A group of concerned animal advocates is raising questions about the Connecticut Humane Society claiming animal care is suffering due to staffing cutbacks, poor management, and the unlimited power of its president and board chairman.
Five workers say they have been fired from the Connecticut Humane Society since December, the same month they voted to unionize.
Lynn Hellinger is one of those people. She says she was fired after requesting more time to rescue a cat. "She said, 'Absolutely I'll give you a few more days and thank you for rescuing Fred.' I got a call that following Saturday saying I didn't follow proper protocol. I shouldn't have asked the district manager. I should have asked another manager," said Hellinger.
Hellinger is now part of the Coalition for Change, a group formed to oppose practices at the Connecticut Humane Society. Members are calling for longtime president and board chairman, Richard Johnston, to step down.
Among their concerns, job cuts and increased euthanasia at the Newington site. A written statement from a former finance assistant to the Board of Directors shows she found staffing dropped 23 percent from 2008 to 2009, and 50 percent specifically with animal care workers. She also wrote about finding a 31 percent increase in dogs killed for behavior problems last year, and an 85 percent increase in cats killed for that reason last year.
The private charity, which is heavily funded by donations and gifts, is not required to report euthanasia or staffing numbers to the state.
"To have that increase was very dramatic and alarming," said Cathy DeMarco, who launched the Coalition for Change last year.
DeMarco worked at the Connecticut Humane Society five months as a humane educator and quit. "Many animals were being euthanized and a lot of the time it was for behavioral issues, many of which these behavioral concerns could be addressed quite quickly, quite easily," said DeMarco.
To help support their claims, DeMarco provided NBC Connecticut with Euthanasia History Reports from the Connecticut Humane Society showing there were 46 cats killed and 26 dogs killed during January and February of this year. Coalition members also showed us two cats and a dog that they say were deemed so aggressive by Connecticut Humane Society officials that they would have been killed. Instead, the animals were rescued by former workers who say they're thriving.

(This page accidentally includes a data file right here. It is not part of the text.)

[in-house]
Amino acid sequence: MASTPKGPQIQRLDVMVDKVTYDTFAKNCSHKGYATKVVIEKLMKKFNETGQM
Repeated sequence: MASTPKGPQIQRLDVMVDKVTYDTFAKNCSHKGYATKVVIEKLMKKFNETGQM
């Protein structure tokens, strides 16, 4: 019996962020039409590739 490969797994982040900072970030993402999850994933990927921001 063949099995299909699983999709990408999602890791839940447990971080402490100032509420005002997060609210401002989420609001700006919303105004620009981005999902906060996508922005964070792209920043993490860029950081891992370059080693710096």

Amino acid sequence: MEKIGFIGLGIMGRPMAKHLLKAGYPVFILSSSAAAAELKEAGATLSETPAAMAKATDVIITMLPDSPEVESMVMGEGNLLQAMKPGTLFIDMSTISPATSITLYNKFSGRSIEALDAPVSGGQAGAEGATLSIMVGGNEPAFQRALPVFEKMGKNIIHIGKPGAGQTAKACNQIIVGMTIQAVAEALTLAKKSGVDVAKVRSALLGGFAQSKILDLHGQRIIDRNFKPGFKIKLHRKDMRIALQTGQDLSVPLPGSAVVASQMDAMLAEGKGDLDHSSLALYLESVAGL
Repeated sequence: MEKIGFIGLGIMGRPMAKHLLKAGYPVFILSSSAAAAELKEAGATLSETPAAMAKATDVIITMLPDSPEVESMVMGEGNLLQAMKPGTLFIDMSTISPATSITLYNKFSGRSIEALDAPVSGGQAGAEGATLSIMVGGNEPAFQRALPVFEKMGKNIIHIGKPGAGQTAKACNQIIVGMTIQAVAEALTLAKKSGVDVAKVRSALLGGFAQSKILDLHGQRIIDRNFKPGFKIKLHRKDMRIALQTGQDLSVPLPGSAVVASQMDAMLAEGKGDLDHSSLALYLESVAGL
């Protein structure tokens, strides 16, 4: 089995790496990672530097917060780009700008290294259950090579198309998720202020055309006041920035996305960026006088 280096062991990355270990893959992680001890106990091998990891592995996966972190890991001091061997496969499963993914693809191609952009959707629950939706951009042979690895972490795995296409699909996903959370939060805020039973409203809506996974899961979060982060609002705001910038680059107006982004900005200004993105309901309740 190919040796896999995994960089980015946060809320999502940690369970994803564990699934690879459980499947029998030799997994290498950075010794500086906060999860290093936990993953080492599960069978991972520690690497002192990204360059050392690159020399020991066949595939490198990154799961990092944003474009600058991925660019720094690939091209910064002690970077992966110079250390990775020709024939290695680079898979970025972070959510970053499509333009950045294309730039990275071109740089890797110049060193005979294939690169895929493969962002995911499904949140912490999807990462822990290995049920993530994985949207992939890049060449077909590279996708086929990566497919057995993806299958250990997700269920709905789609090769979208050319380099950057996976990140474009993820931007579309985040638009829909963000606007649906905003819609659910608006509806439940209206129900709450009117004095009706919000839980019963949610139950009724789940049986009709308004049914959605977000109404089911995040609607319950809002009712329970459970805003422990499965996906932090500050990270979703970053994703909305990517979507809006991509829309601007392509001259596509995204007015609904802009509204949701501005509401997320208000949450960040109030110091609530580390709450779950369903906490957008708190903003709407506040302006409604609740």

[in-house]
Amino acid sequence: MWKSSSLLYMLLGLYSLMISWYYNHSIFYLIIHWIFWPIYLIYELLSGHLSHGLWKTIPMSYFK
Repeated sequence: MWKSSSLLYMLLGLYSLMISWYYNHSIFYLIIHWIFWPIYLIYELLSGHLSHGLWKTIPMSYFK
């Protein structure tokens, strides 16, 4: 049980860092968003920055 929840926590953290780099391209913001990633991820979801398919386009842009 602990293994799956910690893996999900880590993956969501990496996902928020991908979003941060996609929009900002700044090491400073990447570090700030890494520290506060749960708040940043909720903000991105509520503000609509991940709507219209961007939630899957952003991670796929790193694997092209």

Lynn Hellinger says she saved the two cats. "They were good animals. I can't tell you how many of them I've taken out or gotten into other foster homes that have just blossomed," said Hellinger.
The Connecticut Humane Society declined to release its euthanasia or staffing numbers to NBC Connecticut.
Richard Johnston has not responded to our requests for comment.
Leslie White, a board member, said by email that "a special subcommittee of the Board is in the process of conducting an investigation into the allegations being brought against the Society. During this time, we will continue to maintain the high standard of care that is already in place for the animals that come through our shelters. The investigation has not been concluded so it would be premature to provide any further comments."
Coalition members are also speaking out about working conditions. OSHA inspectors recently fined the charity $6800 for six violations, including the lack of an emergency shower or eyewash area, the lack of protective equipment, improper chemical labeling, and food stored in a refrigerator that was labeled "Biohazard."
NBC Connecticut found seven workers compensation claims filed with the state for 2008 and 2009 including a fracture, a sprain, an infection, and a respiratory disorder. The charity accepted responsibility for those first two and the other cases are still pending, according to the state.
The Humane Society of the United States is not affiliated with the Connecticut Humane Society. The national organization says part of its mission is to set standards for local animal welfare agencies across the country for staffing levels, euthanasia, and other areas. Local agencies are not required to follow such guidelines.
At the Connecticut Humane Society, Richard Johnston remains president and board chair, as animal advocates continue pushing for change. "The animals are not getting the care they need," said Hellinger.
In response to our report, board member Chris White called NBC Connecticut to dispute the staffing and euthanasia numbers mentioned in the story, calling them inaccurate and absurd. He provided staffing numbers for animal care workers that indicate an 18 percent drop from 2008 to 2009. He did not provide any new euthanasia numbers, but said he believes there's a difference of just a few dozen animals between those two years.
As a result of its ongoing investigation, White also said the board has implemented a new euthanasia policy where a five member committee will meet and review all behavioral euthanasia cases before any animals are killed.